• I truly miss spending my days with children. Building a vibrant, caring classroom community at the beginning of a school year was my favorite thing about teaching.
  • Twitter makes me a better human. However, it also increases inattention.
  • Polarity thinking is going to be the death of me. 
  • Why is clear, consistent communication so dang hard?

So back to the blog title. This word caught my attention, and when I looked it up, the definition seemed too upbeat. I aspire to bring positive energy into the spaces I inhabit, but alacrity feels a bit peppy. A friend and colleague shared the message below with me early in the day, and when I stumbled across this unfamiliar vocabulary word, my mind raced back to the words she'd sent through Voxer. 

Image result for today wants your energy

Today wanted me to write. Yes, me. Perhaps Elmore Leonard's quote is true. (See blog banner for context.)

Tuesday, March 6, 2018

Slice of Life Day 6: Devastating Defeat At the Polls

On March 6, 1836 the Alamo fell after a 13 day siege. On March 6, 2018 #blockvote faced a similar defeat.

As the results of the Texas primaries rolled in, all hope disappeared. The educators' valiant efforts failed to impact change at the polls.

Maybe we should just follow the lead of West Virginia and Oklahoma. Perhaps a teacher strike is what it's going to take. A revolution is stirring. I feel it. Teachers have had enough. In a bleeding red state, our voices are silenced.

We either mobilize or move. I'm fed up. Apparently so are a lot of fellow educators on Twitter. 

How do we create a critical mass? Who will be our Katniss Everdeen? We need a coalition of the willing. Are you in?

slice of life

This post is part of the 11th Annual Slice of Life Annual Story challenge, hosted by Two Writing Teachers, a month-long challenge to write daily by inviting participants to share a snapshot of life through writing.

Monday, March 5, 2018

Slice of Life Day 5: Conference Jitters

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A few month ago right before Christmas break, Sheel Jagani, a program specialist from the Texas Education Agency, contacted me via email to see if I'd be interested in presenting with a small team of #TXLS facilitators at SXSW EDU. Of course I jumped at the chance, and now that I'm hours away from attending, I'm feeling a bit anxious. Several colleagues from ESC Region 11 mentioned how uniquely different this conference is, and as I thumb through the program guide, I am instantly overwhelmed. So many of the sessions seem geared towards policy wonks and ed-tech folks. I feel like a little fish in a big pond, and insecurity gnaws at the surface.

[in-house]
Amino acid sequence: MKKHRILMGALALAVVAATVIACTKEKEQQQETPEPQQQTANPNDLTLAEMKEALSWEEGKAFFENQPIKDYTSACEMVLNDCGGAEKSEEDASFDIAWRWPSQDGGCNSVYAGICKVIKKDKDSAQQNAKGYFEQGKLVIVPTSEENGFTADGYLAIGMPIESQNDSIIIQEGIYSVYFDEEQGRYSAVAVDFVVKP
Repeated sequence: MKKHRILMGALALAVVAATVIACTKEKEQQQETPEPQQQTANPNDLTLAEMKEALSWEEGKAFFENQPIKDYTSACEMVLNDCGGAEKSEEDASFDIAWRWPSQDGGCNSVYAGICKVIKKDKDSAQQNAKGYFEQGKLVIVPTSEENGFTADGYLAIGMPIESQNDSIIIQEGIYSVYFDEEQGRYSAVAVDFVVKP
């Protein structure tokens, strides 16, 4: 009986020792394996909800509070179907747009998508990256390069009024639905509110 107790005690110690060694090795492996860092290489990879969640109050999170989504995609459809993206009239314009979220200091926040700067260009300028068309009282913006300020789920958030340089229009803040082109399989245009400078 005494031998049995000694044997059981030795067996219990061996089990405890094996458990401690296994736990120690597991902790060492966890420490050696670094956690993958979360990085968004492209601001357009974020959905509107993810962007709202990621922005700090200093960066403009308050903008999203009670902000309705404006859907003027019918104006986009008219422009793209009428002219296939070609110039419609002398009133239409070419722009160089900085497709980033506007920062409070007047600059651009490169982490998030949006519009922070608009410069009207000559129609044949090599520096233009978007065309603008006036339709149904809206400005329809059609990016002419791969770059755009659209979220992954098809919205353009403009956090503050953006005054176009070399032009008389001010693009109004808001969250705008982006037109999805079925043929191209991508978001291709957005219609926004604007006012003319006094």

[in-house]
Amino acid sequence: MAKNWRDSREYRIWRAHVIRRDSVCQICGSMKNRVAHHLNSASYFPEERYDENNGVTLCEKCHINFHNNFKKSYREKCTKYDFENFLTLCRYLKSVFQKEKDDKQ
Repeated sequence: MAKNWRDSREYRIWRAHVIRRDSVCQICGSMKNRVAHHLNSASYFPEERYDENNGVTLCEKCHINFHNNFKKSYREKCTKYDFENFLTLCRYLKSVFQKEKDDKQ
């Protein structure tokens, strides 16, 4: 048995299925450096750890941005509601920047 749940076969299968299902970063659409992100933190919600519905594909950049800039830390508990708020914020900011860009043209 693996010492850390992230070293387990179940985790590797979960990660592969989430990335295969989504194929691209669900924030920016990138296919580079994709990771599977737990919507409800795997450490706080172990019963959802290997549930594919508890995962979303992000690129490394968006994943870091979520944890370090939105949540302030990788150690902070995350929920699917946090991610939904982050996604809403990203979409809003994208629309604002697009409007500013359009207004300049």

The morning keynote is presented by The Moth. When I looked up their organization online, their tagline reads, "True Stories Told Live". I'm hoping this entry experience will alleviate all the anxiety I'm experiencing. FOMO threatens, and I worry I'll attend the wrong sessions. Perhaps my small town upbringing leaves me feeling a bit unsteady as I prepare to participate in this internationally known event. Last year, my favorite thought leader of all time, Dr. BrenĂ© Brown, presented a session titled Daring Classrooms. However, this year when I browse the schedule, I see no names I'm familiar with which makes me feel inadequate and uninformed. I don't like not knowing. 

My word for 2018 is Unwind, and as I type this neurotic blog, I am realizing I need to chill out! This day holds treasures untold, and if I just calm down and embrace a beginner's mindset, I'm sure everything will turn out just fine. When you vomit your scattered, maniacal thoughts on the screen, you quickly gain perspectives. Perhaps this blog is just what I needed to talk myself off the ledge, and settle my fidgety, restless spirit. For anyone still reading, I hope my bleeding apprehension hasn't caused your heart to race. I'm thankful for this safe space to process through my convoluted, human emotions.

slice of life

This post is part of the 11th Annual Slice of Life Annual Story challenge, hosted by Two Writing Teachers, a month-long challenge to write daily by inviting participants to share a snapshot of life through writing.

Sunday, March 4, 2018

Slice of Life Day 4: Lovin' Our Life Together